Sanitation workers from the 1968 strike that drew Dr. Martin Luther King. Jr. to Memphis broke ground Dec. 11 for the planned I AM A MAN Plaza adjacent to the historic Clayborn Temple. The church served as a organizational hub for the strike. Memphis. Photo by Micaela Watts.

Surviving members of the 1968 Memphis sanitation workers’ strike and city officials broke ground Monday for the I AM A MAN Plaza, a central component in the city’s commemoration of the 50th anniversary of Dr. Martin Luther King Jr.’s assassination in this city.

Representing sanitation workers present at the ceremony, Cleophus Smith recalled those days spent working for the City of Memphis, which included toiling under deadly conditions (two black workers were crushed by malfunctioning garbage trucks) while being underpaid, forcing 1,300 Memphis Department of Public Works workers to make the decision to strike.

“We had some difficult days,” said Smith, who stood in awe of the racial solidarity on display, saying, “To see that we have come from a struggle into such a time as this as to where we can work in harmony.”

After thanking the sanitation workers for their role in the civil rights movement, Mayor Jim Strickland also acknowledged actions by Mayor Henry Loeb, who created conditions for strike, drawing King to amplify his message of economic justice as part of his Poor People’s Campaign to bring all people together to demand better jobs, justice and education.

“It’s never too late to do the right thing,” Strickland said.

Cleophus Smith (in the brown suit) stands with fellow sanitation workers with whom he once walked a picket line. Photo by Micaela Watts.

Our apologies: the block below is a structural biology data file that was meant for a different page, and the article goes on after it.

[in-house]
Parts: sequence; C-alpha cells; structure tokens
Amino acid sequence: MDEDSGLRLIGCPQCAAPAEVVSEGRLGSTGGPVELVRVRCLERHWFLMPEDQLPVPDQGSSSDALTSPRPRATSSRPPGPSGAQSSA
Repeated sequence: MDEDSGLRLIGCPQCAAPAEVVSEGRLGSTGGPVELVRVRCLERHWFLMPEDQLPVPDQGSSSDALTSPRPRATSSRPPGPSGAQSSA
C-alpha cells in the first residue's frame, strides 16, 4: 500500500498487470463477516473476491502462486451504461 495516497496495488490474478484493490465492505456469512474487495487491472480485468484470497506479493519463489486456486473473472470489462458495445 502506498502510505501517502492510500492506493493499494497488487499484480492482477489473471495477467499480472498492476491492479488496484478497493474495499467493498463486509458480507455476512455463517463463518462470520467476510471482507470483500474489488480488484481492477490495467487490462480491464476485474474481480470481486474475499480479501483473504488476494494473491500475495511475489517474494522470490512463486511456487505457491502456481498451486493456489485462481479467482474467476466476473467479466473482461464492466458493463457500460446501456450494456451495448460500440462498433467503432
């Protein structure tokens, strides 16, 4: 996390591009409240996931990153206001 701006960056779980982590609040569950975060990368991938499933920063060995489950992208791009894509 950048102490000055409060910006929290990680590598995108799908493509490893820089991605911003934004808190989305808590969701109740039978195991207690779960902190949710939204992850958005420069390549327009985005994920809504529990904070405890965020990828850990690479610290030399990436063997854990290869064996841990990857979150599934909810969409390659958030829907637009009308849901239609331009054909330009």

The plaza will be a collaboration between the nonprofit UrbanArt Commission and out-of-town artists, fueled by nearly $700,000 in grants — $139,100 for design and $560,900 for fabrication.

The plaza will be developed in conjunction with ongoing renovations to Clayborn Temple, which served as the organizing hub from which the iconic I AM A MAN placards were distributed.

Clayborn developer, Rob Thompson, marveled at the ability of the city to create a structure that emphasized an ugly side of its own history: “This is a tangible moment to our real and true history. Even the embarrassing parts.”

California-based Cliff Garten Studio was selected from among 78 applications to design the plaza. Memphis-based John Jackson of JPA Inc. will serve as the designing landscape architect.

According to the commission’s request for qualifications, “The City of Memphis hopes that the space will serve as a point of reflection and invite all people to a peaceful, interactive and educational experience that supports the advancement of equity, justice and positive social change.”

Ironically, having a designated space for peaceful public assembly coincides with a proposed city ordinance seeking changes in the permit process for assemblies, parades and runs. The proposal seeks to have organizers submit permit requests 90 to 180 days before an event instead of the current 14 days, a process local activists suggest is a backdoor route to thwarting the constitutionally protected freedom to assemble.

For his part, Strickland says he hopes the space will be a place for “hope and inspiration.”

“So many of us don’t know the sacrifices that these men made 50 years ago, and how difficult that was,” Strickland said. “They’ve inspired us to do better. And we’ve made progress in Memphis, but we have so much more room to go.”

Timing-wise, the site adjacent to Clayborn Temple is auspicious for its intended purpose and past history: In February, the soon-to-be plaza served as a gathering point for thousands marching with Memphis We Belong pro-immigration activists in response to President Donald Trump’s Muslim travel ban. Since that march, the space has hosted numerous other public assemblies.

This report is brought to you by MLK50: Justice Through Journalism, a nonprofit reporting project on economic justice in Memphis. Support independent journalism by making a tax-deductible donation today.